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The Phillips Collection: Leading Edge Ideas Inside The 21st-Century Museum Oct. 27

October 15, 2014

The Phillips Collection is holding a day of discussions about new ways to support the arts, the impact of arts on well-being, and how art can be a connector in a globalized world.

Leading Edge Ideas Inside the 21st-Century Museum will take place October 27, 2014 from 10:00 am - 5:00 pm in the auditorium and galleries.

Admission is free but reservations required.

10 am

Panel Discussion: Philosophies of Philanthropy

Vicki and Roger Sant, longtime supporters of The Phillips Collection and leading Washington philanthropists, in conversation, with Jeffrey Brown, Chief Correspondent for Arts, Culture, and Society, PBS NewsHour

10:45 am

Presentation of Duncan Phillips Medal to Vicki and Roger Sant

11 am

Panel Discussion: Art, Contemplation, and Well-Being

in partnership with the University of Virginia

Screening of the ART21 segment on artist Wolfgang Laib, with an introduction from Susan Sollins, Executive Director, ART21. 

Moderated by Tim McHenry, Director of Public Programs and Performance, Rubin Museum of Art

PANELISTS
Wolfgang Laib, creator of the Laib Wax Room at The Phillips Collection
David Germano, Lead Faculty Director, Contemplative Sciences Center, UVA
Kennita R. Carter, Acting Director, Integrative Health Coordinating Center, Office of Patient Centered Care and Cultural Transformation at the Veterans Health Administration
Brooke Rosenblatt, Head of Public Engagement, The Phillips Collection

12:30 pm

Lunch Break and Performance by Pedro Lasch
of Abstract Nationalism & National Abstraction: Anthems for Four Voices

2 pm

Panel Discussion: The Arts in Africa

in partnership with Art in Embassies

Moderated by Johnnetta Cole, Director of the Smithsonian National Museum of African Art

PANELISTS

Senegalese artists Muhsana Ali, Fode Camara, Viye Diba, and Piniang (Ibrahima Niang), who created a mural at The Phillips Collection

Harriet Elam-Thomas, US Ambassador to Senegal from 2000–2002 

3 pm

Closing Keynote: Arianna Huffington

Arianna Huffington is the chair, president, and editor-in-chief of the Huffington Post Media Group, a nationally syndicated columnist, and author. Her 14th book, Thrive: The Third Metric to Redefining Success and Creating a Life of Well-Being, Wisdom, and Wonder, was published in March 2014 and debuted at number one in the New York Times Bestseller list.

4 pm

Performance by Pedro Lasch
of Abstract Nationalism & National Abstraction: Anthems for Four Voices

 

The Phillips Collection is located at 1600 21st Street NW.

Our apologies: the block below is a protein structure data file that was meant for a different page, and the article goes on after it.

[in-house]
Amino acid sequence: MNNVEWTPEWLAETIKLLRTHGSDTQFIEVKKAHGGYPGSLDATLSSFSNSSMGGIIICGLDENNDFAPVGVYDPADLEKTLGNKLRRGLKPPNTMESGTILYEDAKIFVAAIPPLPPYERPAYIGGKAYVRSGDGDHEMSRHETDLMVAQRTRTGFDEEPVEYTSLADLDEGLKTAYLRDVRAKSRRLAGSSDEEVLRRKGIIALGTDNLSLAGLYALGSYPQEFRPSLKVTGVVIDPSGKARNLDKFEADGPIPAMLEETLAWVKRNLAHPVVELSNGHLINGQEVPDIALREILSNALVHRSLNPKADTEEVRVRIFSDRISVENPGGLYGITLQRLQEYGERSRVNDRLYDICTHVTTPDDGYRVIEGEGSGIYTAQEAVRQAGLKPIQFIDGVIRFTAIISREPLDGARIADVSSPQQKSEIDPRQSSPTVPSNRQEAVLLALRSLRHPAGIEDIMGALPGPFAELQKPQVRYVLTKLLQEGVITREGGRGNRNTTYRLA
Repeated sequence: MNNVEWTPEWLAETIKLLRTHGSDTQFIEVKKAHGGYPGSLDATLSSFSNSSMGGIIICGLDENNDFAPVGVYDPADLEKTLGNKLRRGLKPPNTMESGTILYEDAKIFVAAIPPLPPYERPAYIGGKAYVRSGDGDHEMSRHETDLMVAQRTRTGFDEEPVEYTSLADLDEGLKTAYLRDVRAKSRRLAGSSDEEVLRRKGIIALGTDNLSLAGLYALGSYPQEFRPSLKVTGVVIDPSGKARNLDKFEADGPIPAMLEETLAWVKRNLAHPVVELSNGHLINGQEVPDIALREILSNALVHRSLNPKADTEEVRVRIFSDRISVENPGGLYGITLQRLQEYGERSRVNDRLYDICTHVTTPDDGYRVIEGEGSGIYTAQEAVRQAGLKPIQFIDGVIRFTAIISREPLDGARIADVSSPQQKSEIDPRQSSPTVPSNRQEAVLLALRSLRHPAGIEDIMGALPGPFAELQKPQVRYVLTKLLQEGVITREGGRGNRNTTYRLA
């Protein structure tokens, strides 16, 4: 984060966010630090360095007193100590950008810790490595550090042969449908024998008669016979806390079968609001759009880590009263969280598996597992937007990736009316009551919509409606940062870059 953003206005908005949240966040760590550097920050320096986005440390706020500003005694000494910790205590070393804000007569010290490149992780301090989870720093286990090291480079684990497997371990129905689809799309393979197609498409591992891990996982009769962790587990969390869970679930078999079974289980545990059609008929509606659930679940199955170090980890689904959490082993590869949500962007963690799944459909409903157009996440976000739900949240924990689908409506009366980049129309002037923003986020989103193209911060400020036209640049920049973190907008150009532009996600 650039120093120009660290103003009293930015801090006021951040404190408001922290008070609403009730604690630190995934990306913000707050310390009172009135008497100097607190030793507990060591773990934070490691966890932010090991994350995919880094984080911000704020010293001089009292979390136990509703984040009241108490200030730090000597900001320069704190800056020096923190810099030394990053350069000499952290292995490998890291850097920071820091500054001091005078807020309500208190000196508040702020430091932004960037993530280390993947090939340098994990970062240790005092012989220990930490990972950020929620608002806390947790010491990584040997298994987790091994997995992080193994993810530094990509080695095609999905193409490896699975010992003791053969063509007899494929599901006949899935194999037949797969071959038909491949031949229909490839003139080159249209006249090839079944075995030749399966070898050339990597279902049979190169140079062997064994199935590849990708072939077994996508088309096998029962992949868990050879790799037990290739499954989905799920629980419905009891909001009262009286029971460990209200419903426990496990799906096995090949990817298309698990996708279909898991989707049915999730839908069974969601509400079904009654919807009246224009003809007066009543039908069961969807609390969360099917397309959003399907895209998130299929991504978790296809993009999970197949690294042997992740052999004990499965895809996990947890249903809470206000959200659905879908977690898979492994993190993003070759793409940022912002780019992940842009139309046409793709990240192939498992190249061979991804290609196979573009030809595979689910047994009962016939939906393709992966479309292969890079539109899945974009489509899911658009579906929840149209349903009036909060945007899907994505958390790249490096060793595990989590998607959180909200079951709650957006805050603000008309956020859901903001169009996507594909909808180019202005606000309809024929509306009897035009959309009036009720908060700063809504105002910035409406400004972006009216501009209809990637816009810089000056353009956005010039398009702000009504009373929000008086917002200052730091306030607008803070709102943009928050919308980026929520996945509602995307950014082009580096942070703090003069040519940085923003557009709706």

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Mama Rouge Asian & French Bistro Opening at Washington Harbour

September 29, 2014

For those who've misssed Bangkok Joe's, there's great news. Chef/Owner Aulie Bunyarataphan and husband/Partner Mel Oursinsiri (formerly of Bangkok Joe’s) are bringing Mama Rouge, a blend of Southeast Asian and French cuisine in a contemporary French bistro setting to the Georgetown Waterfront. In advance of their October 14th opening, guests can start making reservations on Ocotober 6.

The name was conceived in homage to Chef Aulie’s grandmother, the original ‘Mama Rouge,’ and the inspiration for many of the recipes that appear on the Southeast Asian sections of the menu. The entire space, kitchen, bar, and menu are new, and Chef Aulie will oversee the kitchen and direct the culinary team to execute day-to-day service. As such, the menus at Mama Rouge are divided into sections and categories, with traditional styles of Southeast Asian dishes, listed next to classically French plates. The food is not about fusion or melding of the different cuisines; they're presented to encourage mixing and matching the separate flavor profiles of individual dishes and across menu sections for a different type of dining experience.

“We wanted to create a restaurant and menus that evoke connections to Southeast Asian and French cuisines, but in a very approachable and different way," said Chef Aulie. "My Thai grandmother had a wonderful recipe collection that she shared with me when I was young, and I’ve adapted many of those recipes and cooking techniques for the American palate with the items we’ve chosen for the menu, and included some of my personal favorites from classic French menus.”

Thai Chicken Salad (Photo by: Mama Rouge) Thai Chicken Salad

Mel adds, “We want Mama Rouge to be seen as a neighborhood restaurant, just as Bangkok Joe’s was, as a place that draws guests back for more.” After a recent four-week trip to Southeast Asia in preparation for the restaurant opening, the pair honed their vision for Mama Rouge and how it would fit into the Washington, DC dining scene. “Now we’ve created something that’s a bit more worldly, that reflects our connection to places we’ve been, and to our place in our international city of Washington, DC. We’re excited to invite guests through dining adventures to explore and enjoy our menus, each time they visit.”

The menu includes popular Southeast Asian food categories, such as Pho, Noodles, BBQ, and Banh Mi, and is balanced by the richer, equally complex flavors found in French cuisine. French wines and a variety of European-inspired cocktails complement menu selections, while weekend brunch is from the French perspective, offering crepes, omelets, breads, and pastries, with hints at the exotic where Asian accents bring the meal together.